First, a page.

8 Mar 1781
[salute] Dear Sir
It has been some Weeks since I have heard from you and indeed
near a month since I wrote myself.1
You may easily suppose the cause, and that I had nothing material to communicate.
In a former letter you mentiond to me your willingness to help Captains M——y or C——m to some pecuniary aid should they need it.2
The long confinement of these brave and unfortunate men makes every small donation welcome as it adds to their comfort. I have frequently aided them and if you chuse to oblige them with a trifle only mention the Sum and it shall be done. I can easily riemburse myself for that sum or any ballance that may be between us by a Bill on Mr. De N[eufvil]
s, or, what is a better mode, He may give me the name of a House in London on whom I may call for the money on giving them my bill on Him. I am the more anxious for the Comforts of these two and other brave men (now near 600 in Prison) because the subscription money for their releif is on the last legs, nay by this time it must be exhausted.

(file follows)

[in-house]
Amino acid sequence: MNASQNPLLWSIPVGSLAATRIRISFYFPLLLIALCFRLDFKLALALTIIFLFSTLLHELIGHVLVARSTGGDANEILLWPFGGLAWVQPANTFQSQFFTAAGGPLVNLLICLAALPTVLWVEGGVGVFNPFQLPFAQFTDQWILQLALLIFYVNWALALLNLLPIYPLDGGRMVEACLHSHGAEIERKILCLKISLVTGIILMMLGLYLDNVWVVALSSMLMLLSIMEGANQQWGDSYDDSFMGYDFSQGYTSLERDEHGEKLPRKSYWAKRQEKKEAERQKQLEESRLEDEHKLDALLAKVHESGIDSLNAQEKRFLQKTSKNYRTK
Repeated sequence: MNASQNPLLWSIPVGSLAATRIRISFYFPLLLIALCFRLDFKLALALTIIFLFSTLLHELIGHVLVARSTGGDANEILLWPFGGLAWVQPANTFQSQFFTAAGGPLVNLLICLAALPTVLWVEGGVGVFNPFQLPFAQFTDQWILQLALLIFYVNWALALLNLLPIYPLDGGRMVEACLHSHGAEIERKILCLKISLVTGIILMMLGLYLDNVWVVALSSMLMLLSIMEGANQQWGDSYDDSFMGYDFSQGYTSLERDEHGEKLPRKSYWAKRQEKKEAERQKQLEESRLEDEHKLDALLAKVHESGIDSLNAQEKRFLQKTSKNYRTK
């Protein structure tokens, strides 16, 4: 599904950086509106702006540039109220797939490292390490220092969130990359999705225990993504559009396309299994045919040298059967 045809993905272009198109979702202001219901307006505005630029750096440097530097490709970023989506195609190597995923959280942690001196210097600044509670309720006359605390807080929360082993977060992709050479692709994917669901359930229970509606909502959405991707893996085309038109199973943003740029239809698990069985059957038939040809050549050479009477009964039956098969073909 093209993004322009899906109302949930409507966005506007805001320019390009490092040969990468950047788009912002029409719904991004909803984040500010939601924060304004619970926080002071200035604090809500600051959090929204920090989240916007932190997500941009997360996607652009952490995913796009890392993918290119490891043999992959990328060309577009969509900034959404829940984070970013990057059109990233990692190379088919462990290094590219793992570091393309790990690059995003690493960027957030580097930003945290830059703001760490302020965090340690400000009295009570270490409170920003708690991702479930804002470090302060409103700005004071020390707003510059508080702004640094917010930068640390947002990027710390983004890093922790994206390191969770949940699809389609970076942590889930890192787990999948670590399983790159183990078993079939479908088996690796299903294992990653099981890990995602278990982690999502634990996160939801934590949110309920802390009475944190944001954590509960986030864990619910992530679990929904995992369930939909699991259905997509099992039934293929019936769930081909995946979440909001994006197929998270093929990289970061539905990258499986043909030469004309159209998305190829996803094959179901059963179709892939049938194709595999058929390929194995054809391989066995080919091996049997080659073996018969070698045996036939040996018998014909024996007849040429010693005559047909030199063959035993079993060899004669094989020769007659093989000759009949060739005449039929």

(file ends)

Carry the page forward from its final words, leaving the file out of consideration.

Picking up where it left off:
The public papers will give you every tittle of news that I know as I have been for six or 8 days and likely to be for as many more out of Town on some business at a great annual Cloth Fair.
We seem all as blind as ever to our Interests, We laugh and ridicule away every peice of News that seems of serious import. We laugh at any mischeif the combind neutral league can do us— We laugh at any person who says Gibraltar is in danger, that Holland will go seriously to War against England, that the Combined fleets are nearly eaqual to ours, that we shall not be victorious in the West Inds. and North America, that Arnold will not conquer Virginia &c. &c. In short our folly seems to me more than ever unaccountable, and we are for the present more than commonly bouyd up by the prospects of pacification with Spain and Holland separately from France and Ama.
I will write you immidiately on my return to Town which I expect will be in 8 or 9 days and am in the interim very truly Yrs.